U.S. Men Finally Earn Their Pay

Issue 14, Volume 112

By Krish Gupta 

Chelsea. Barcelona. Juventus. Dortmund. Manchester City.

The list of clubs that the U.S. Men’s National Team (USMNT) players call home is electrifying, and the expectations for this year’s World Cup are accordingly higher than ever.

Since the dawn of the 21st century, the USMNT has been dwarfed in viewership, headlines, and success by the U.S. Women’s National Team (USWNT). While the USWNT has been busy winning World Cups and pushing forward equality, the men have been lagging behind, struggling to even qualify for the sport’s biggest stage in one of the world’s easiest qualifying fields in the Confederation of North, Central America and Caribbean Association Football (CONCACAF) group. However, the men are finally making their presence known with the Qatar 2022 World Cup on the horizon.

Qualifying for the World Cup was no cakewalk with the surprising and rapid emergence of Canada, the continuing ever-present threat of Mexico, and the solid teams in Costa Rica and Panama. After an up-and-down qualifying run, the Americans vanquished their 2017 demons, making no mistake in the final round of the qualifying window, including a key draw at the Mexican team’s fortress, the Azteca; a 5-1 thumping of 2018 World Cup participants Panama; and an avoidance of a catastrophic loss versus Costa Rica.

The last appearance of the United States in the 2014 World Cup was a thrilling one, with a run into the Round of 16. This year’s roster is even more exciting and considerably younger than the 2014 squad. Out are the American stalwarts of Clint Dempsey, Tim Howard, Michael Bradley, and Jozy Altidore. In is a new generation of players at the top level, including Christian Pulisic, Gio Reyna, Sergiño Dest, and Ricardo Pepi.

In recent years, American players have flocked over the sea to play for European heavyweights in unprecedented numbers and for unprecedented figure amounts. There’s no better example than Gio Reyna, the New York City Football Club academy product who was shipped to Dortmund, one of Bundesliga’s top clubs, and has become a consistent member of USMNT camps at just 19 years old. The son of USMNT legend Claudio Reyna, Gio Reyna is a dangerous player when he can stay healthy, demonstrated best when immediately after being subbed in, Gio Reyna beat over half of the Mexican team on the dribble and later set up a golden opportunity for Jordan Pefok to score.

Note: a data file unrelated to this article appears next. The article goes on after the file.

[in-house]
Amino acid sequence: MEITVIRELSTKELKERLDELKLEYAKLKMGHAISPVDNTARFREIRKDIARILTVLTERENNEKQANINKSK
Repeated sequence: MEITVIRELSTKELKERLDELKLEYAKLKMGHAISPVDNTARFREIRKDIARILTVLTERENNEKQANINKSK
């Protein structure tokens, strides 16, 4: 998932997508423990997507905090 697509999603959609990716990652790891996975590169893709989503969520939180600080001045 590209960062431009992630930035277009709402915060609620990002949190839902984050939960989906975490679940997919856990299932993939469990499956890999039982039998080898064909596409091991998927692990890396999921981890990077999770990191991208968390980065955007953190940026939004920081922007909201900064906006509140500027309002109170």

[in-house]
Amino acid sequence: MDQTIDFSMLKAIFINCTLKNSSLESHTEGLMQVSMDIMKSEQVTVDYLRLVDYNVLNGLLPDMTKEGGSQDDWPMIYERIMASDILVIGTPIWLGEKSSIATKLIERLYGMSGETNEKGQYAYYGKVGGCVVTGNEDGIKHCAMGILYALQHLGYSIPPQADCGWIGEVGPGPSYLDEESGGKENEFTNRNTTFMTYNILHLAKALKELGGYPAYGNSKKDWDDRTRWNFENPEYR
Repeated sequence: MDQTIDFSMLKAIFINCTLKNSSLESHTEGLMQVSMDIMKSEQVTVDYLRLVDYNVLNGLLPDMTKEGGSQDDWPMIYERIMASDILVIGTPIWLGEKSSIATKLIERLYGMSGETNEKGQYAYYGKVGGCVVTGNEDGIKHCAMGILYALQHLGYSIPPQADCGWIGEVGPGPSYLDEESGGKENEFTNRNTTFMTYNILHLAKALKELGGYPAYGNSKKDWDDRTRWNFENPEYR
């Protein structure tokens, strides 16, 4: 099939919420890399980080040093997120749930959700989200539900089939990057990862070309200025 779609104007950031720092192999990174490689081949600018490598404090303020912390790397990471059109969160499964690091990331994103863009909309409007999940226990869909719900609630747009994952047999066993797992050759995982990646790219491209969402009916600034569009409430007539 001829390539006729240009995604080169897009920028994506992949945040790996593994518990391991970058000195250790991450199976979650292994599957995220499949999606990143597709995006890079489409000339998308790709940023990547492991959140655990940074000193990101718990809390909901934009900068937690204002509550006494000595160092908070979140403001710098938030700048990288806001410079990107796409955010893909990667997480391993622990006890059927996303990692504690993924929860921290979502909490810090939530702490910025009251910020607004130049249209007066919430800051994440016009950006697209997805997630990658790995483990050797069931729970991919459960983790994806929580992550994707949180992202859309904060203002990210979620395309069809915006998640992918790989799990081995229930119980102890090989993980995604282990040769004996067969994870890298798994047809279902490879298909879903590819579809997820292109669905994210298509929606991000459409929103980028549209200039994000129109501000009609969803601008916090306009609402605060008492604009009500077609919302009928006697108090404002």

Undoubtedly, the best player of the States is Pulisic—Captain America, the LeBron James of Soccer, and the Man in the Mirror. He is the only American to have won the Champions League, and he is the USMNT’s most prolific scorer heading into the World Cup. Wearing the armband in that key match versus Panama, Pulisic was out in full force, notching his first international hat trick. His last goal of that night is one that will be watched over and over again—a wayward touch into two defenders before slipping in a nutmeg and capping it off with a cool finish. For the U.S. to go far, Pulisic will have to stay in top form.

The United States has a history of quality goalkeeping, and the pool from which they can select for the World Cup is star-studded. Leading the way are Matt Turner of the New England Revolution (soon to be a player of Arsenal) and Zack Steffen of Manchester City. Whomever USMNT manager Gregg Berhalter gives the nod to, he can be confident in his shot-stopper.

After being drawn into the so-called Group of Death in Brazil 2014, the draw of the United States is manageable from an American perspective.

Here’s a look at the prospects of their 2022 Group Stage foes:


England is among the favorites to win the tournament. They will be pleased with their draw and should have no trouble picking up nine points and making the Round of 16. The sheer amount of talent and experience the English side has is second to none. Manager Gareth Southgate is confident that his team can win the World Cup final. England went all the way to the tournament semifinals before falling to Croatia in 2018.

Key players to watch in England include Harry Kane, Jude Bellingham, and Trent-Alexander Arnold. It’s hard to imagine the U.S. taking three points off the tournament favorite, but if their 2010 World Cup meeting was any indication, it will be close.


Iran has recently become a consistent presence in the World Cup, but they have little to show from any of their appearances. Regardless of which team emerges from the European qualifier, expect Iran to bow out of the tournament before the knockout stages.

The key player for Iran is Porto striker Mehdi Taremi. This game is a must-win for the United States. Iran has become a World Cup regular and is accustomed to group stage exits.

European Qualifier (Wales/Scotland/Ukraine)

Whoever emerges from the final European qualifier will likely be the most important match of the United States. The favorite here is Wales, led by superstar Gareth Bale. If Ukraine manages to make it, though, they will be playing with more heart and motivation than anyone. This game will likely be the most important match for the red, white, and blue in the fight for second place.

Given the presence of the English players, the United States will likely finish in second place and advance to face the winner of Group A (most likely the Netherlands) in the Round of 16.

Sixty-four games, 16 advances, one champion: though a lot has happened in the world since the last World Cup four years ago, the world’s biggest sporting event is back, and the USMNT will (hopefully) not disappoint again. Let the games begin.